The Kappa correlation index was used to test the agreement of classification of individuals younger than 18 years, aged 18 years or older. The Intraclass Correlation Coefficient (ICC) was used to analyze the measurements of open apices. Previously, twelve PRs were randomly chosen from the total sample, measured and remeasured one week later by the same researcher (JAN). Kappa index indicated a perfect agreement for the inter-examiner analysis (κ = 1.00). Intraclass correlation coefficient (ICC) showed absolute agreement (ICC = 0.96), according to Landis and Koch42.

Statistical analysis

Data analysis was performed using SPSS Statistics v. 25.0 for Windows (IBM; Armonk, New York, USA). The estimated I3M index result was compared against the actual chronological age to determine the method’s performance in global and according to sex (females and males). For this purpose, contingency tables were used to calculate true positive (TP), true negative (TN), false positive (FP) and false negative (FN) values (Table 1). Then, several performance indicators were determined and detailed in Table 143. Performance measurement was assessed through binary and multiclass area under the curve (AUC), through receiver operating characteristics (ROC) analysis. The correspondent 95% confidence intervals (95% CI) were also determined. Bayes post-test probability (p) of being 18 years or older is computed to discriminate between those who are or are not aged 18 years or more. According to Bayes’ theorem, p may be written as:

$$p = \frac{Se \,x \,po}{{Se\, x \,po + \left( {1 - Sp} \right)\left( {1 - po} \right)}}$$

In the post-test probability p, p0 defines the probability that a participant is 18 years or older given that he or she is aged between 12 and 24 years, in the target population. In this study, we calculated the probability p0 as the proportion of participants between 18 and 24 years of age who live in Portugal and those who are aged between 12 and 24 years. This value (p0) was considered to be 0.55 (global, males and females) according to the Portuguese National Statistics Institute - Instituto Nacional de Estatística (INE) (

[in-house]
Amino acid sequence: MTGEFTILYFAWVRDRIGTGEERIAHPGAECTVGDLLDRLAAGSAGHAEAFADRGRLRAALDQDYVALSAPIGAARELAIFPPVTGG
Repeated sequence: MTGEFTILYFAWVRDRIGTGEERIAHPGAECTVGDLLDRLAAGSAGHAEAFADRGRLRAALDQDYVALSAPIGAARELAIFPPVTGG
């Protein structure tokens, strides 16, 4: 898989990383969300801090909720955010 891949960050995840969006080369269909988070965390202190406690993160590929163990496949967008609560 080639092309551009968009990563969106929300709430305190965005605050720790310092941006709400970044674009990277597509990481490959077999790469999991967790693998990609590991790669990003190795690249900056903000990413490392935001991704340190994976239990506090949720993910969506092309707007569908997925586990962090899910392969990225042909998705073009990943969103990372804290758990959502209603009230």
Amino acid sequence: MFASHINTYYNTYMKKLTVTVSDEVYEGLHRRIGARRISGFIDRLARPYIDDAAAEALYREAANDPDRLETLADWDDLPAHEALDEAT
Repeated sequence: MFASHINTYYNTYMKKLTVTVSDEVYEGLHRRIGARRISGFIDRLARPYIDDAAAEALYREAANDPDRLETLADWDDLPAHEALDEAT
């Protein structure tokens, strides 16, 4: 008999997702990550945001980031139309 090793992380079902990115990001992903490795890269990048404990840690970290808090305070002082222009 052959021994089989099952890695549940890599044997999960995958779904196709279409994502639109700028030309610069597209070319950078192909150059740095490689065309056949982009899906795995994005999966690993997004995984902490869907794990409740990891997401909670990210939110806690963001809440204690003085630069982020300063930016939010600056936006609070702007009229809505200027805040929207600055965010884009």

Table 1 Diagnostic performance indicators used in the comparative analysis.



A total of 778 digital PRs (336 males and 442 females) met the inclusion criteria, with 489 being excluded due to absence of third molars. The distribution of age and sex is depicted in Table 2. The mean ages of the males and females, aged between 12 and 24 years, were 18.1 ± 3.0 years old and 17.7 ± 3.0, respectively, without statistically significant difference (p = 0.078).

Table 2 Participants age and sex distribution (n = 778).

Model performance

The estimated age of majority was correlated with the chronological age (p < 0.001). The I3M values decreased as age increased across all age groups in both sexes, showing that the lower third molar mineralization occurred earlier in females than in males (Fig. 2).

Figure 2

Boxplot of relationship between chronological age and I3M of open apices of lower left third molar, according to females and males.

Then, pooled data of both sexes as well as separately was analysed (Table 3). The overall results were 92.8% (95% CI 91–94.6%), 90.7% (95% CI 88.7–92.8%) and 94.9% (95% CI 93.3–96.4%) for accuracy, sensitivity and specificity, respectively. Concerning the LR+ and the LR−, their values were as follows: 17.7 (95% CI 12.5–20.3) and 0.10 (95% CI 0.08–0.12). Global post-test probability was 95.6% (95% CI 94.1–97.0%).